On the eve of another “low cycle” in the petrochemical market, because of projects with large capacities and high technology, the result is a higher offer than demand and a reduction in the profitability of the companies.
Competitiveness is the key factor for the companies that are preparing themselves for these challenges, among other actions, through an efficient choice of its raw materials, the best use of its assets and the “exploration” of the best markets.
The volatility of the prices, sometimes favoring the olefins, sometimes the aromatics products and the complexity and diversity of Braskem's processes which include Reforming and Cracking units, strengthen the necessity of searching the best point between raw materials, market and operation.
To solve this highly complex problem, the acquisition of an advanced optimization application, gives these companies a competitive advantage. One year and half ago Braskem acquired Optience SCMart Suite as the optimization application platform to help their planning and scheduling process.
The main model, developed in SCMart, is a multiperiod nonlinear planning model which includes all plant constraints and uses a low order nonlinear polynomial correlation yield model based on SPYRO results for the cracking furnaces. It also includes a second order polynomial to estimate the reformer yields as well as a complex model for a naphtha fractionator. The planning model is supported by a scheduling model to achieve optimal results at the daily level. The system also uses a feedstock database library that tracks the different available feedstock qualities and properties.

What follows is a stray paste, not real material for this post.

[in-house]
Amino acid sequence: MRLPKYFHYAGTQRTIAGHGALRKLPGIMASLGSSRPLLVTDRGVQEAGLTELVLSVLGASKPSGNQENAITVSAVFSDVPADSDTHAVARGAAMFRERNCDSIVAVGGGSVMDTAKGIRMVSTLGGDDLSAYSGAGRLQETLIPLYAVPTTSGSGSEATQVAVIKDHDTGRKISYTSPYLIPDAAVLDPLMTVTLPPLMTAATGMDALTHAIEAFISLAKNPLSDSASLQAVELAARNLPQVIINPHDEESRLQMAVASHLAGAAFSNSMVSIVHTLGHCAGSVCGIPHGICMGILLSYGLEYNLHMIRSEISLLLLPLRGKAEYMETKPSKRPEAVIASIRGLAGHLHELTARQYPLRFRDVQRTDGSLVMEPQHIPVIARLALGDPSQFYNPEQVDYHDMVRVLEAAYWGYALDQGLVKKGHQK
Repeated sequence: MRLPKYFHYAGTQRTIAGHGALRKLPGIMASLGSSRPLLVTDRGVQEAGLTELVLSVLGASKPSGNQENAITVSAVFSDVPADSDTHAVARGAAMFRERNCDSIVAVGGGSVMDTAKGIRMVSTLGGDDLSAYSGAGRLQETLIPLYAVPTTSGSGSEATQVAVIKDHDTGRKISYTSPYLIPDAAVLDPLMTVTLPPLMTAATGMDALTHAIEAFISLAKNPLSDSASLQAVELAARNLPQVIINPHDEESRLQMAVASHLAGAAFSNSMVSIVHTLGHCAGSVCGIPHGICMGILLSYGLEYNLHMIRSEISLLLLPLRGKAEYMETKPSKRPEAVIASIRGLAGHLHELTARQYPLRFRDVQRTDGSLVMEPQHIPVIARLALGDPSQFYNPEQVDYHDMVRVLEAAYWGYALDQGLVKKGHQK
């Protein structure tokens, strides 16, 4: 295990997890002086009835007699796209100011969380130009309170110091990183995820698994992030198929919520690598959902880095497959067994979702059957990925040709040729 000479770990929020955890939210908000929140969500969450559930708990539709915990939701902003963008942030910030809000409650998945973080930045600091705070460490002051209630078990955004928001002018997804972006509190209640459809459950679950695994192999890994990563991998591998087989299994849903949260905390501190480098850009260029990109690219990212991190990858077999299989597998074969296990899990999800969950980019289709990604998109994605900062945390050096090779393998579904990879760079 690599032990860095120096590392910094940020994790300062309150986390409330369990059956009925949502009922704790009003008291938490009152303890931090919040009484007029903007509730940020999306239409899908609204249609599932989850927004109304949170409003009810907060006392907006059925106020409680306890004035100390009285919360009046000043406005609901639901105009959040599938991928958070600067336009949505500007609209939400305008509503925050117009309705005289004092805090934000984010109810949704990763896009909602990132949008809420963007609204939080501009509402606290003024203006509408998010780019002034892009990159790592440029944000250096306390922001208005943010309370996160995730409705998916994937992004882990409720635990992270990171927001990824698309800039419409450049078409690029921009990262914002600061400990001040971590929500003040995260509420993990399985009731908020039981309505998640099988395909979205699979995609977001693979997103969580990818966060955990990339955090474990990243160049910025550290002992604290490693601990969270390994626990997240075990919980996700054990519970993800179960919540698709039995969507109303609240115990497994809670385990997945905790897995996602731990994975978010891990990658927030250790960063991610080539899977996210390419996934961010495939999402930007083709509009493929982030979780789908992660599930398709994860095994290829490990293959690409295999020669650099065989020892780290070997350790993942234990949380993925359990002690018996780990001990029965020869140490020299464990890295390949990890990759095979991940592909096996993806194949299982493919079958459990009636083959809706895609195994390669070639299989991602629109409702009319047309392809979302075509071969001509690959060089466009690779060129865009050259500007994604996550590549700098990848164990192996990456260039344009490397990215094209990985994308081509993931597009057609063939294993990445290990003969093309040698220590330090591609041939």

In this work, we discuss the planning module that is used to support the technical and economical decisions at Braskem. The nonlinear planning model consists of about 5,000 variables per period including flows, inventories, properties and other process variables. It covers two ethylene plants, one reformer plant, plus other C4s, C5s and aromatics plants, in which the main products are ethylene, propylene, butadiene, isoprene, benzene, para-xylene and other aromatics. These process variables include COTs, reforming and cut temperatures, possible co-cracks, furnace and reformer utilization, ethane recycling flows and loads to other downstream units.
We present different case studies and scenarios which have been run during these last months that demonstrate how the tool has been helping us in the decisions. The study of these scenarios has been helping us to decide the amount and quality of the Naphtha to be bought and processed in each unit. It has also helped us to identify the ideal markets and in the exploration of trade offs and ideal yields, as well with the optimal use of the assets, through concepts of shadow price and profit variability.